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Middle East Report 2009| pfi| 29


There is typically no investor roadshow on local style IPOs in the Middle East


an IPO when local investors sell existing positions to free up cash to subscribe to the IPO.


The final structure that was approved by the Qatar Financial Markets Authority (the QFMA) involved offer- ing shares to Qatari individuals as well as institutions that were 100% Qatari-owned. There was a cap imposed on sub- scribers of 1,690,800 shares, representing 0.5% of the total number of shares offered in the IPO, for both individu- als and institutions, in order to be seen as treating both individuals and institutions equally as well as to try to pro- tect any significant outflows from the DSM. Moreover, in order to ensure a widespread distribution of shares among Qataris and to limit institutional involvement, an allocation policy was devised that prioritised individuals ahead of institutions. The structure proved successful, with 72% of the offer shares taken up by retail investors. The shares were offered at a price of QR10 (with addi- tional QR0.25 offering costs). The pricing was based on the licence cost and enabled new investors to acquire a stake in Vodafone Qatar effectively at the same entry price as the shareholders' consortium that bought the licence. Given that the IPO was targeted principally at retail


investors, the shares were offered through a network of receiving banks, with HSBC Bank Middle East and Qatar National Bank acting as lead receiving banks. Their role was to consolidate all orders from a list of a further 10 banks that assisted in distributing subscription applica- tions, prospectuses and processing orders. There is typically no investor roadshow on local-style IPOs in the Middle East and marketing the Vodafone Qatar IPO focused on raising awareness among the population through a focused advertising campaign, a number of press conferences as well as events to which members of the public were invited. Other challenges with respect to the marketing of the offering related to specific concerns from investors. These included concerns regarding the lack of dividend payments in the first years of operation of the company as well as whether the company was Sharia-compliant, a debate that involved a number of dif- ferent scholars and proved ultimately inconclusive but certainly impacted potential demand from investors. The Qatari market is used to new issuers, as existing oper- ating companies, paying dividends more or less immedi- ately after an IPO. As a greenfield operation, and Vodafone's first start-up in over 10 years, Vodafone Qatar was a dif- ferent proposition, needing significant capital expenditure in the first years of operation to build out its network and deliver its business plan, which took priority over paying dividends. This required careful marketing to manage investor expectations, which was successfully achieved. In addition, during the preparation for the IPO, there was a transition of regulatory authority for the supervision of listings on the DSM from the DSM itself to the newly estab- lished QFMA. The IPO transaction team needed to strad- dle this transition, dealing with a number of new rules,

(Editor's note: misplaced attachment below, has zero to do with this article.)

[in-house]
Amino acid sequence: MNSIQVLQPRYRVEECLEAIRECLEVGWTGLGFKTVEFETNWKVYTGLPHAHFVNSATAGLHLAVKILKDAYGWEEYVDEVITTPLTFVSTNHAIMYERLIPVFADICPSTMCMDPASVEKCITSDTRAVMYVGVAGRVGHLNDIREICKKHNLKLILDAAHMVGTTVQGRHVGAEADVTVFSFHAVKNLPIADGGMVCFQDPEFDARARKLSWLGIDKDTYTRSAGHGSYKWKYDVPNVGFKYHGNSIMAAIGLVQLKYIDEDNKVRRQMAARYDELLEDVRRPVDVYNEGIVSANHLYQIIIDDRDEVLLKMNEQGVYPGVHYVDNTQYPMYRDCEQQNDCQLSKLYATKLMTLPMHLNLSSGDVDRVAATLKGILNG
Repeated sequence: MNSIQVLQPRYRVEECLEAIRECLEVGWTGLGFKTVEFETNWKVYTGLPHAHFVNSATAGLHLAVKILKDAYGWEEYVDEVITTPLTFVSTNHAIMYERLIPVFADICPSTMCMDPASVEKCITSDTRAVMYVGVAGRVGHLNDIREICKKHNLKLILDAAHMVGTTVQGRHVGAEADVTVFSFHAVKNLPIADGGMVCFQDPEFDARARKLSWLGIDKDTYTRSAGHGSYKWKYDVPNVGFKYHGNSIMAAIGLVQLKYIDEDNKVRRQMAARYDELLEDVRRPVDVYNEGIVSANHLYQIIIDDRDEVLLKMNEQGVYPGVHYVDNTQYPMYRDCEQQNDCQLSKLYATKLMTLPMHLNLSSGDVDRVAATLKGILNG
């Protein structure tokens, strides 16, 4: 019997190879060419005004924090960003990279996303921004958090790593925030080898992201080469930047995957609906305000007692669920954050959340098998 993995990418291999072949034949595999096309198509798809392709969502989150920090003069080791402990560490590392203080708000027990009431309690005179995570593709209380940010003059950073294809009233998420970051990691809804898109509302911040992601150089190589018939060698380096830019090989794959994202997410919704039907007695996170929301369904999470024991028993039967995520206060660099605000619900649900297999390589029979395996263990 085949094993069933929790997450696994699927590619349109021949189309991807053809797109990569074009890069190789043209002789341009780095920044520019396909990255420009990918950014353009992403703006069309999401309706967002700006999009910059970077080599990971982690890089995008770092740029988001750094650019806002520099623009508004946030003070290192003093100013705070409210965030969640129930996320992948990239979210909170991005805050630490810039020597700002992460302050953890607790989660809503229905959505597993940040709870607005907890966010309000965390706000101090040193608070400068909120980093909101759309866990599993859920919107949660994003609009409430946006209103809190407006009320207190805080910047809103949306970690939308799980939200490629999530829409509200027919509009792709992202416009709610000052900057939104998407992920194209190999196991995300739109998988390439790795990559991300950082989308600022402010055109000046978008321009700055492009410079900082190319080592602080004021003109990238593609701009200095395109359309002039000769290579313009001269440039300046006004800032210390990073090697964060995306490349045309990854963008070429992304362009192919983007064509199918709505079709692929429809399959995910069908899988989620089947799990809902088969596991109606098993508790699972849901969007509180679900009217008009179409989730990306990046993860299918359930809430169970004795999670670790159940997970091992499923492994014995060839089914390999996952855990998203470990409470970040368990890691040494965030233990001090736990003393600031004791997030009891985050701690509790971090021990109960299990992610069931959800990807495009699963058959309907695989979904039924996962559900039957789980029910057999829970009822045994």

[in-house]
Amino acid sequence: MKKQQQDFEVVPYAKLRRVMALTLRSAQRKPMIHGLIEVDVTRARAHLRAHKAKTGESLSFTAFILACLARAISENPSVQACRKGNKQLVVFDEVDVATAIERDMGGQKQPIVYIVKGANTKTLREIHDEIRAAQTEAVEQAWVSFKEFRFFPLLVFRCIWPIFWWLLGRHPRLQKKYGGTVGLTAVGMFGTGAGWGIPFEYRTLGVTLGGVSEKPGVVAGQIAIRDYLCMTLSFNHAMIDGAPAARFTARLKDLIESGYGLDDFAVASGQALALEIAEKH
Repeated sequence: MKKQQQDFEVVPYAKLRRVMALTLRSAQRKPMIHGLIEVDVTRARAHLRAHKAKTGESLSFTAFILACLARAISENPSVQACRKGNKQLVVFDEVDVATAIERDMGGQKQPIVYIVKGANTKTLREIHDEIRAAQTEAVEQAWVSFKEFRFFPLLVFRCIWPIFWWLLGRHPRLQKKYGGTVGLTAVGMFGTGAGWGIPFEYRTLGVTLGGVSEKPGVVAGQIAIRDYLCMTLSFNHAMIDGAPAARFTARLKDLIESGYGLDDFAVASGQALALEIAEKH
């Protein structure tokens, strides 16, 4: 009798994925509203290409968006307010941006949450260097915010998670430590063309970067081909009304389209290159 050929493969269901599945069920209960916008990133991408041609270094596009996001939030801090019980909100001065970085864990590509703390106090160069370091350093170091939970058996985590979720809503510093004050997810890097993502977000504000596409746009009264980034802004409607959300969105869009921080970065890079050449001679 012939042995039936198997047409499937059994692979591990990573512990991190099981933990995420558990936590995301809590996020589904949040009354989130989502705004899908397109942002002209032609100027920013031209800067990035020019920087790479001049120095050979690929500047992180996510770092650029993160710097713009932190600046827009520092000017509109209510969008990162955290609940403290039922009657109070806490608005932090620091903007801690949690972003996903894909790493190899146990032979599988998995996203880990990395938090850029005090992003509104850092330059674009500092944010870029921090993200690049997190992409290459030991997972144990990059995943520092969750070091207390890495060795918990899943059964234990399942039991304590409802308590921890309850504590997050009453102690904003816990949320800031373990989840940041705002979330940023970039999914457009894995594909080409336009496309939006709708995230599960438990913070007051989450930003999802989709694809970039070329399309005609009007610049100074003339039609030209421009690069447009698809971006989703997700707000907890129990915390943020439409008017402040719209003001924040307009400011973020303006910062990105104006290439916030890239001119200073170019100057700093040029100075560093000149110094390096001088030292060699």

The


structure proved successful with 72% of the ofer shares taken up by retail investors.


procedures and personnel. In many instances the advisers needed to find innovative solutions to issues posed by the fact that the regulatory regime in Qatar had never had to deal with the IPO of a multinational company before. This required close liaison with the QFMA to deliver the IPO. Also, one of the regulatory requirements was for the


official IPO prospectus to be in the Arabic language. All of HSBC, QNB and Denton Wilde Sapte were able to field bilingual Arabic/English speakers to allow the smooth transition of a draft prospectus produced by necessity in the English language for the benefit of the largely Eng- lish-only speaking working group into Arabic at every turn, including liaison in Arabic with the QFMA. Vodafone Qatar is in the process of applying to the QFMA to list the shares on the Doha Stock Market. Once listed, the shares may be traded and transferred without any foreign ownership restrictions, in accordance with the rules and regulations of the DSM.


VOLATILITY — REMAINED HIGH AHEAD OF LAUNCH


85 75 65 55 45 35 25 15 5


Jan 08 Source: Bloomberg DSM —SIGNIFICANT CORRECTION AHEAD OF IPO DSM -39.8%


12,000 10,000 8,000 6,000 4,000


Jan 08 Source: Bloomberg Mar 08 Jun 08 Aug 08 Nov 08


Subscription period


US volatility index European volatility index


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